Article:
Near Jeoldusan Martyrs’ Shrine, one will find the Yanghwajin Foreign Missionaries’ Cemetery. The Protestant missionaries who came to these shores in the late 19th century were interesting people. They did much for the people here, founding schools and hospitals, many of which still exist today. The Underwood Family founded Yonsei University. Yonsei University also has one of the best hospitals in the country, the Yonsei Severance Hospital which was donated by Louis H. Severance, is the first modern hospital in Korea.
To be a missionary in Korea in the 19th century, the Presbyterian and Methodist churches generally expected a lifetime commitment. Entire families came to these shores. Some were doctors, others were nurses, some were teachers, and some were pastors. On the headstone of one nurse’s grave, it reads, “She hath done what she could”. There are some great people buried here, worthy of rememberance both in their home countries and in Korea.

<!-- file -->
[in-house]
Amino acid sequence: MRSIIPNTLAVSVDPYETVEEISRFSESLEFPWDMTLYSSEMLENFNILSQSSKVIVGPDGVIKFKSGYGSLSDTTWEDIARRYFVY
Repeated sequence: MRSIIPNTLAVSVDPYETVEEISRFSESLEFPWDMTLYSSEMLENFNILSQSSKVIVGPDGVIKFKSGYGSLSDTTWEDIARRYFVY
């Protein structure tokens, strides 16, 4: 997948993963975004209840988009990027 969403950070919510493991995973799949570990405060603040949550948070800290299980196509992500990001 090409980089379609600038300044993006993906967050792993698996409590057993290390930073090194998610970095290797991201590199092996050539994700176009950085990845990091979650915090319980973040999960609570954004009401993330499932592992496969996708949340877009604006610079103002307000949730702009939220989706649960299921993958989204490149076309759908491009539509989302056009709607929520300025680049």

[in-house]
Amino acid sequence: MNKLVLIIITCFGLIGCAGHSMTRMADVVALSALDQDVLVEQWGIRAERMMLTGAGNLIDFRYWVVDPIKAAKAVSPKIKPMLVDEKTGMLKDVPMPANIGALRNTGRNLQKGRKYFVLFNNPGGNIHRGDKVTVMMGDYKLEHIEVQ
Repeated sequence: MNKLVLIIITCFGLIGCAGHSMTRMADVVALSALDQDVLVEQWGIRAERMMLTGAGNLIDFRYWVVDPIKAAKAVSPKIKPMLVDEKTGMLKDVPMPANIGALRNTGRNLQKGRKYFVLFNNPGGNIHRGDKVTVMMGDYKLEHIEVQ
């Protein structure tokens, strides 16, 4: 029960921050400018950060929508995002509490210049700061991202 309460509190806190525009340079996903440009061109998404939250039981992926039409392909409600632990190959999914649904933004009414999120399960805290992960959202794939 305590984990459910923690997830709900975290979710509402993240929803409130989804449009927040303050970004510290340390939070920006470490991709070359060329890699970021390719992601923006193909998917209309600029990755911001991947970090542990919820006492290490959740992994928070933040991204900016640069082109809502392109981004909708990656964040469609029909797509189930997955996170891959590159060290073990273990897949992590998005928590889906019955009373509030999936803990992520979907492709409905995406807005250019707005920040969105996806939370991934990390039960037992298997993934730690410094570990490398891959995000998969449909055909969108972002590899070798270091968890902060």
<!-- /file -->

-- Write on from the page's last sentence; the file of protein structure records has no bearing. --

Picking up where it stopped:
Some of the graves are those of children. Here is the grave of Sheldon Hulbert, a one year-old boy.
There are some very prominent graves here as well. Here is the grave of Mary Scranton, foundress of Ehwa Woman’s University, one of the most prestigious women’s universities in the country. Also, I am posting up a photo of the grave of Henry Appenzeller, a Methodist missionary who founded the Methodist mission to Korea and who died while saving the life of a young Korean girl.
Here is the grave of Sherwood Hall. This is a traditional Korean-style grave marker.
My favourite is the grave of Homer B. Hulbert. His grave states “I would rather be buried in Korea than in Westminster Abbey”. He was a longtime friend of Korea and its people. He was eventually expelled by the Japanese. Then came the Korea War. He is buried here, as were his wishes.